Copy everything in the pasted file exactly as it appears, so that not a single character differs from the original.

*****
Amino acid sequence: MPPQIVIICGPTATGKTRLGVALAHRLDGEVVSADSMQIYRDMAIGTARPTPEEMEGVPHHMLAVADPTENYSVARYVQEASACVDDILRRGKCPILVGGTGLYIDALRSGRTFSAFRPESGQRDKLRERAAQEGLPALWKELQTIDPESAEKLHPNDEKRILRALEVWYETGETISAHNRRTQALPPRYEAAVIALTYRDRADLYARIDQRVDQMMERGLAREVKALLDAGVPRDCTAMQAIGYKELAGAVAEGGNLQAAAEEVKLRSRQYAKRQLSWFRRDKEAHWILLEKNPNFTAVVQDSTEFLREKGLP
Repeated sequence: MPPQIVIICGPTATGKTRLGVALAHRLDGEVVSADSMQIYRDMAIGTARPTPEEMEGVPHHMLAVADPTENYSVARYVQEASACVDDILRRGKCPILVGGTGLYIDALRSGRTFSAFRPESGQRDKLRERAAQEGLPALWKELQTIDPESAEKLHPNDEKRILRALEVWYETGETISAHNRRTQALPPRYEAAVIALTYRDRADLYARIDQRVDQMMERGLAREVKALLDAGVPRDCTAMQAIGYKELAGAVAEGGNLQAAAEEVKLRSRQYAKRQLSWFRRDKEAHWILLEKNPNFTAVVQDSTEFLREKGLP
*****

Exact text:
Amino acid sequence: MPPQIVIICGPTATGKTRLGVALAHRLDGEVVSADSMQIYRDMAIGTARPTPEEMEGVPHHMLAVADPTENYSVARYVQEASACVDDILRRGKCPILVGGTGLYIDALRSGRTFSAFRPESGQRDKLRERAAQEGLPALWKELQTIDPESAEKLHPNDEKRILRALEVWYETGETISAHNRRTQALPPRYEAAVIALTYRDRADLYARIDQRVDQMMERGLAREVKALLDAGVPRDCTAMQAIGYKELAGAVAEGGNLQAAAEEVKLRSRQYAKRQLSWFRRDKEAHWILLEKNPNFTAVVQDSTEFLREKGLP
Repeated sequence: MPPQIVIICGPTATGKTRLGVALAHRLDGEVVSADSMQIYRDMAIGTARPTPEEMEGVPHHMLAVADPTENYSVARYVQEASACVDDILRRGKCPILVGGTGLYIDALRSGRTFSAFRPESGQRDKLRERAAQEGLPALWKELQTIDPESAEKLHPNDEKRILRALEVWYETGETISAHNRRTQALPPRYEAAVIALTYRDRADLYARIDQRVDQMMERGLAREVKALLDAGVPRDCTAMQAIGYKELAGAVAEGGNLQAAAEEVKLRSRQYAKRQLSWFRRDKEAHWILLEKNPNFTAVVQDSTEFLREKGLP